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The device helps patients with sleep apnea by tracking their breathing and heart rate.
The science of sleep medicine is rapidly expanding. Now, a new innovation could mark a major leap forward in the field.
Scientists at the University of Waterloo, Canada, have developed a new wireless monitoring device that uses low-level radar to track a patient’s breathing and heart rate without the need for wires or sensors.
George Shaker, Ph.D., M.S., an engineering professor at the university, said he and his team have been working on developing radar sensors for a variety of applications for years. He said the versatility of radar makes it well suited to help elderly patients.
“We knew that we can change the radar field of view to monitor certain parts of the body,” Shaker told Inside Digital Health™. “At the Research Institute for Aging, we noted how elderly people suffer during sleep apnea studies, so we thought we could replicate many of the test functionalities without need for the cumbersome wires.”
George Shaker, Ph.D., M.S.
In particular, the system can help patients with sleep apnea or related disorders by detecting subtleties in their chest movements that could be connected with stoppages of breathing or other sleep distress.
To test the radar system in a real-world setting, Shaker and colleagues mounted a radar system to the ceiling of a model apartment in which participants slept. A total of 50 people participated in the study, and investigators found the radar system achieved accuracy comparable to a reference sensor. The radar system was 94% accurate at monitoring breathing rates and 80% accurate at monitoring heart rates. Shaker said it also outperformed a bed sensor.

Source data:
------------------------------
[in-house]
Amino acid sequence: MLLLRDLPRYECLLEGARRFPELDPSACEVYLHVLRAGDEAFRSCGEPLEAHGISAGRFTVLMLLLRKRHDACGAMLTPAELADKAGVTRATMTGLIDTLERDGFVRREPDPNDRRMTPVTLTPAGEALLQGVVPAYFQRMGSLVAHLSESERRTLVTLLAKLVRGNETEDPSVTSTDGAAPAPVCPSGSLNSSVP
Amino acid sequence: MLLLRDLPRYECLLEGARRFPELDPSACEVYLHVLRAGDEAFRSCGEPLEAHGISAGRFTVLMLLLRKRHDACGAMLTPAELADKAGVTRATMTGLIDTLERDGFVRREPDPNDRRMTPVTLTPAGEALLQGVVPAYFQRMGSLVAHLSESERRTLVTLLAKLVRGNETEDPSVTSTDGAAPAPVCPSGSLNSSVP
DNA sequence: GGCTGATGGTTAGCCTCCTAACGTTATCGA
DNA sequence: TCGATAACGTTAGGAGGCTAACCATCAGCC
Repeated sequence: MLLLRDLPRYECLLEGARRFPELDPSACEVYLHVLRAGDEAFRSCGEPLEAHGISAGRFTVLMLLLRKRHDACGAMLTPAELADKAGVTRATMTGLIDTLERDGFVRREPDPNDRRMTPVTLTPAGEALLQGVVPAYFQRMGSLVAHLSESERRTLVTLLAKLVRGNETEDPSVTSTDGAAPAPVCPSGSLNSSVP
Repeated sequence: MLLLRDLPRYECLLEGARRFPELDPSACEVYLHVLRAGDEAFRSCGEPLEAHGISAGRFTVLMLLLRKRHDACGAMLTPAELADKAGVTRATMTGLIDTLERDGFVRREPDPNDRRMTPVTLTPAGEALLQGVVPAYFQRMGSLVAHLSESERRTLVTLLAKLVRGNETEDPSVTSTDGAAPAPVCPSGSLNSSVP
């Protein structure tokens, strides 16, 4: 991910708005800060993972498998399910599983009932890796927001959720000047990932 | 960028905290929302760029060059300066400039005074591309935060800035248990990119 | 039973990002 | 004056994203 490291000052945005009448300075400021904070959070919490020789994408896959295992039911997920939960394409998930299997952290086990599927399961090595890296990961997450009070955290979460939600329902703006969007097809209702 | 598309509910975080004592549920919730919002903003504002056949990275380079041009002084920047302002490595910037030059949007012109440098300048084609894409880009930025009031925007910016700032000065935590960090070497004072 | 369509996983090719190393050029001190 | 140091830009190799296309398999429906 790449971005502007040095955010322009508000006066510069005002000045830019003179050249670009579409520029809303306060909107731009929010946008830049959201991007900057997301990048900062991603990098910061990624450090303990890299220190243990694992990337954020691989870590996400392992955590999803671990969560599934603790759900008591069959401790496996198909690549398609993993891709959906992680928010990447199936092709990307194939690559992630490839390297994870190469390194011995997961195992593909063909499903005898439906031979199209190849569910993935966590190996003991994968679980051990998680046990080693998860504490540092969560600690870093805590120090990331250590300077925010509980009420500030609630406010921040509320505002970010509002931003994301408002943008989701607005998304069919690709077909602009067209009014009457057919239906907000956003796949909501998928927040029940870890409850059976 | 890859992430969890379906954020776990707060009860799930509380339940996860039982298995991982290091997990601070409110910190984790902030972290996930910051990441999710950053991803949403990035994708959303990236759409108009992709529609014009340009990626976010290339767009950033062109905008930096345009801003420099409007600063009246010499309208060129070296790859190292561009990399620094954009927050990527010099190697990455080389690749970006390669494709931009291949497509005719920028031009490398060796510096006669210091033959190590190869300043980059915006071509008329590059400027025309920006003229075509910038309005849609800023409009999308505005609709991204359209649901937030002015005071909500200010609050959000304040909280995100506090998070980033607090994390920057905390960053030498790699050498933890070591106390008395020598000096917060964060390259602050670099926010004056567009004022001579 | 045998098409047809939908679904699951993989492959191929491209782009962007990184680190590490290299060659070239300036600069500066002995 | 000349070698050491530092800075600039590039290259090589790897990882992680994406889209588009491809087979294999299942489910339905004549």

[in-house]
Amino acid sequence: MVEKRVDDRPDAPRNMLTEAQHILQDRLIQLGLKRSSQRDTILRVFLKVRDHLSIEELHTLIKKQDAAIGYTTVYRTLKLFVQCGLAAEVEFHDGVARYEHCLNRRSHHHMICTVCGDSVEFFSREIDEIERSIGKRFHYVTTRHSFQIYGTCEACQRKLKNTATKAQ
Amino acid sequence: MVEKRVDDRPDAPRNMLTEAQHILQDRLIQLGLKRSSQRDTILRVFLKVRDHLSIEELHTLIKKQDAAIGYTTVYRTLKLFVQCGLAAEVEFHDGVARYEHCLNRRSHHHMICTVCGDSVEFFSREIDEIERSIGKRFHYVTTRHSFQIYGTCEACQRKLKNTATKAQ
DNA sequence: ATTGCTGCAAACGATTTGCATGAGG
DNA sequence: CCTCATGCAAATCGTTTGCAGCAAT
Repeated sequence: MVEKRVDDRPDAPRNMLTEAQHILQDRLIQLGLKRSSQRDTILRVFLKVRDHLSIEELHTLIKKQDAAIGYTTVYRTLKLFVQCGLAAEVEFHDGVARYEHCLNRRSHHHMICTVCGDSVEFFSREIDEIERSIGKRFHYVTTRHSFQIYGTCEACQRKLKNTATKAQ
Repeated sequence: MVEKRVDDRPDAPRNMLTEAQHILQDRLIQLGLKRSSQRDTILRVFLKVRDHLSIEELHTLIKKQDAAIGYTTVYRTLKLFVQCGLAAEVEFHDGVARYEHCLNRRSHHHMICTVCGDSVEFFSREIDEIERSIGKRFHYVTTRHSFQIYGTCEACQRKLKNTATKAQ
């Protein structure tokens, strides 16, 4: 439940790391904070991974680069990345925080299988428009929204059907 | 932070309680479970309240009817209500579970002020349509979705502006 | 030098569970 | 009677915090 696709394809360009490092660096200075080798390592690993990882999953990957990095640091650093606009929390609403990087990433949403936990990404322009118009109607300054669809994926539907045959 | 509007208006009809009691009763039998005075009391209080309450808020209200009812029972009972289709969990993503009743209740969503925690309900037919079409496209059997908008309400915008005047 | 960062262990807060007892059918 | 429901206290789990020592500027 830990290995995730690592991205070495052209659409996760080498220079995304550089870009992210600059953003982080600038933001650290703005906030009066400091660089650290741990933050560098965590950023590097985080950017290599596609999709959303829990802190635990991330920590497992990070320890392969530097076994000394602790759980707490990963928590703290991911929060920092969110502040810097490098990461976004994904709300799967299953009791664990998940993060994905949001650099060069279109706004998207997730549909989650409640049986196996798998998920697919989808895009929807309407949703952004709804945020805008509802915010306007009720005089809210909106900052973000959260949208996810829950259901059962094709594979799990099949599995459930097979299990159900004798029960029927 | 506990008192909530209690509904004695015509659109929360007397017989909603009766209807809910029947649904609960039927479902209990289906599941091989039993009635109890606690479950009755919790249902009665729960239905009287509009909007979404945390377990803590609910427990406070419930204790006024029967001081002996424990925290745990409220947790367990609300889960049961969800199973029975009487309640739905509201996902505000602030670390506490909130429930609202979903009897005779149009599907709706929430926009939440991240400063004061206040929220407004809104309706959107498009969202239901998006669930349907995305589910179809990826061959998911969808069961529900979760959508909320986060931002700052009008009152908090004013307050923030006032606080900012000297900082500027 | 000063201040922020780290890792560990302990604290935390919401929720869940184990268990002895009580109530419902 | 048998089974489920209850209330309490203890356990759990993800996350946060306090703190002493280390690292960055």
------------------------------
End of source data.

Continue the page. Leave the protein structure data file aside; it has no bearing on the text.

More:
“We ran a comparison between the radar and an over-the-mattress/under-the-bed sheet sensor array in collaboration with the producer of such an array,” he said. “The radar on ceiling demonstrated much better performance.”
In addition to sleep apnea, the radar system can help detect and track disorders such as restless leg syndrome, seizures and periodic limb movement disorder.
While the technology behind the radar demonstrated high levels of accuracy, the system has other benefits, too. The radar device is small; it’s roughly the size of a smartphone. It’s also relatively inexpensive, Shaker said.
“These radars are very low-power, allowing us to produce these systems at prices comparable to typical smartphone costs,” Shaker said.
In fact, Shaker said that in a separate project, he and colleagues evaluated a radar system to monitor patients’ gaits. They found that the $600 radar system outperformed a $30,000 floor mat.
Another advantage of radar is that it allows for more privacy than monitoring in a clinic or through video cameras. It can be performed in a patient’s home and does not require patients to book an appointment weeks in advance, as is often the case in sleep clinics.
The paper was published last month in the journal IEEE Access. It is titled, “Remote Monitoring of Human Vital Signs Using mm-Wave FMCW Radar.”
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